Disclaimer: This post is from GomerBlog, a satirical site about healthcare.
PITTSBURGH — Sometimes it’s better to acknowledge one’s own shortcomings and move on. And that is why we’re saluting a hero, internist Keisha Boots, MD, for summoning the strength and courage to do something all of us have always wanted to do.
Inspired by organizational and tidying guru Marie Kondo, who has taken the world by storm with her method of only keeping things that “spark joy” and throwing out the rest, Boots tossed away a 2-foot tall stack of unread New England Journal of Medicine issues sitting in the corner of her office after binge watching Kondo’s latest Netflix series, Tidying Up with Marie Kondo.
“Actually, maybe I’ll hold onto this one issue — it sparks joy for me,” Boots said.
Most physicians who have a subscription to the Journal go through the same motions: briefly scan the contents of the latest issue when it appears in the mail, stack it with the others, confident they’ll one day get to it, but then that day never comes. Whereas the rest of us mortals live in a farce, hanging onto those journals and believing we will actually read them, Boots has confronted reality head-on.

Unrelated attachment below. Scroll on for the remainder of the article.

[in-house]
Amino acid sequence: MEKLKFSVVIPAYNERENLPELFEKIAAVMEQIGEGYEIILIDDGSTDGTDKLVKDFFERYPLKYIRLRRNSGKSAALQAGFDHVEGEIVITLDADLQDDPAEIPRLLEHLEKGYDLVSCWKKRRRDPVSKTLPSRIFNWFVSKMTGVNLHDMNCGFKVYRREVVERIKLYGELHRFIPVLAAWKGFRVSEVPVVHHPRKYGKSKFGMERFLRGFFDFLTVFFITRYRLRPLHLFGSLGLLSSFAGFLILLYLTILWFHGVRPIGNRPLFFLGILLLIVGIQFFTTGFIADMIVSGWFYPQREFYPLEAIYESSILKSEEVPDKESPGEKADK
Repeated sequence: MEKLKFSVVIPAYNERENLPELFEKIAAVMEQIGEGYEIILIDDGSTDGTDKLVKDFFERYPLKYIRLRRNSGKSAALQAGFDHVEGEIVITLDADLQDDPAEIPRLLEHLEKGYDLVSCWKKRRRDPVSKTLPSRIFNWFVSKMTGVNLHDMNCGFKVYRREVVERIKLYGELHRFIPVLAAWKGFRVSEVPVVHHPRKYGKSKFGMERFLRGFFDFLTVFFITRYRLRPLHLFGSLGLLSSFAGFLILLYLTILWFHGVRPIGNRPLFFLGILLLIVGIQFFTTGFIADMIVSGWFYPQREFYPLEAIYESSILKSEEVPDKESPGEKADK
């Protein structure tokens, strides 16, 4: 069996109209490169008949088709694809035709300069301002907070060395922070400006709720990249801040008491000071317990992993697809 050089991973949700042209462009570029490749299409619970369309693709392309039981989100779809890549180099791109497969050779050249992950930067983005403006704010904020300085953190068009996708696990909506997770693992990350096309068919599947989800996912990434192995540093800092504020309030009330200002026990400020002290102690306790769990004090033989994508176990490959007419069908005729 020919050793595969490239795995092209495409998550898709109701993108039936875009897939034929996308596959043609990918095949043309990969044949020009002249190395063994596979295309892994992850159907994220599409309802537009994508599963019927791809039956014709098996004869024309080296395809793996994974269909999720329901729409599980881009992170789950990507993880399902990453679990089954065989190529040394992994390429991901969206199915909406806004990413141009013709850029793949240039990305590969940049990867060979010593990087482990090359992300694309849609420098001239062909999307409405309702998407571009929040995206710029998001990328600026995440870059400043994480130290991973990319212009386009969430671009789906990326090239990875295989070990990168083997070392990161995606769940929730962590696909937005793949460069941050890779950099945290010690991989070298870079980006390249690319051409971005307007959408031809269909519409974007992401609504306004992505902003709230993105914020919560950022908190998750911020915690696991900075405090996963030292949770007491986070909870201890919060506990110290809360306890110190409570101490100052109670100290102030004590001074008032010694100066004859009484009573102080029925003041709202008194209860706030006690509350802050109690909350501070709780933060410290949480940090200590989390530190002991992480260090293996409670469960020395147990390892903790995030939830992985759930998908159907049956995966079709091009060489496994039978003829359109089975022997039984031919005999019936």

“There’s no way in hell I’m reading these!” she scoffed.
Then she pulled out a large red snow shovel and started scooping up the issues by the dozens, tossing them into the recycling bin, each flick of the wrist accompanied by the largest sigh of relief. “You always want to bend with your knees, not your back,” Boots said, describing the proper technique on how to dispose of medical journals without hurting your back.
As it stands, no one has ever read an issue of the New England Journal of Medicine completely from front to back, and that includes the best-selling 2017 swimsuit edition featuring Kate Upton.
When reached for comment, family medicine physician, Carrie Lowe, MD, praised Boots and said she hopes to one day be just as brave. “Just when I’m about to throw away an issue, there’s this part of me that feels guilty, that I should read at least one article,” says Lowe. “So I hold onto the issue. And never read it. And that’s how the stack builds. We all have stacks. I don’t have it in me to throw them away. But Keisha did. And I really admire that.”
Tomorrow, Boots plans to attack the stack of Annals of Internal Medicine issues in the other corner of her office.